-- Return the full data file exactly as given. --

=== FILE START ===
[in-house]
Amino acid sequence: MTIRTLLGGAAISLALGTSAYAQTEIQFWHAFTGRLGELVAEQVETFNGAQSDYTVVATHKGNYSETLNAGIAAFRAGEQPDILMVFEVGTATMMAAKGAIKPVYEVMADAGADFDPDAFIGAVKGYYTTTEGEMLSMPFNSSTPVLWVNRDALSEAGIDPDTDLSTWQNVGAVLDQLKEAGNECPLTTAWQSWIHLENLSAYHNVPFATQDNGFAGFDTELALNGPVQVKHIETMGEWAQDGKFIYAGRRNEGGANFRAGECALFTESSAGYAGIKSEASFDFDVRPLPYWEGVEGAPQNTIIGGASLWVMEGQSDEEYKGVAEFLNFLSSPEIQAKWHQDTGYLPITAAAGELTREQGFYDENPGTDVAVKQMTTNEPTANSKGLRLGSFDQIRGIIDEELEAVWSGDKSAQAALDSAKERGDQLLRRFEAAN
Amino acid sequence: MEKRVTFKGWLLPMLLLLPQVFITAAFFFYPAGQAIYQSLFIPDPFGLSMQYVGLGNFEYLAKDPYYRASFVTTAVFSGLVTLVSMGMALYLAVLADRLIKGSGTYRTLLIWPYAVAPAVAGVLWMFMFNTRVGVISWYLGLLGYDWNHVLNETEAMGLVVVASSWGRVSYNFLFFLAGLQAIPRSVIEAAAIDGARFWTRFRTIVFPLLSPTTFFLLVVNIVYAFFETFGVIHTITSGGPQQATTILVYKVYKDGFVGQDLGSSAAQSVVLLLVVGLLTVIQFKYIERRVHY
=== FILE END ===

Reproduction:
[in-house]
Amino acid sequence: MTIRTLLGGAAISLALGTSAYAQTEIQFWHAFTGRLGELVAEQVETFNGAQSDYTVVATHKGNYSETLNAGIAAFRAGEQPDILMVFEVGTATMMAAKGAIKPVYEVMADAGADFDPDAFIGAVKGYYTTTEGEMLSMPFNSSTPVLWVNRDALSEAGIDPDTDLSTWQNVGAVLDQLKEAGNECPLTTAWQSWIHLENLSAYHNVPFATQDNGFAGFDTELALNGPVQVKHIETMGEWAQDGKFIYAGRRNEGGANFRAGECALFTESSAGYAGIKSEASFDFDVRPLPYWEGVEGAPQNTIIGGASLWVMEGQSDEEYKGVAEFLNFLSSPEIQAKWHQDTGYLPITAAAGELTREQGFYDENPGTDVAVKQMTTNEPTANSKGLRLGSFDQIRGIIDEELEAVWSGDKSAQAALDSAKERGDQLLRRFEAAN
Amino acid sequence: MEKRVTFKGWLLPMLLLLPQVFITAAFFFYPAGQAIYQSLFIPDPFGLSMQYVGLGNFEYLAKDPYYRASFVTTAVFSGLVTLVSMGMALYLAVLADRLIKGSGTYRTLLIWPYAVAPAVAGVLWMFMFNTRVGVISWYLGLLGYDWNHVLNETEAMGLVVVASSWGRVSYNFLFFLAGLQAIPRSVIEAAAIDGARFWTRFRTIVFPLLSPTTFFLLVVNIVYAFFETFGVIHTITSGGPQQATTILVYKVYKDGFVGQDLGSSAAQSVVLLLVVGLLTVIQFKYIERRVHY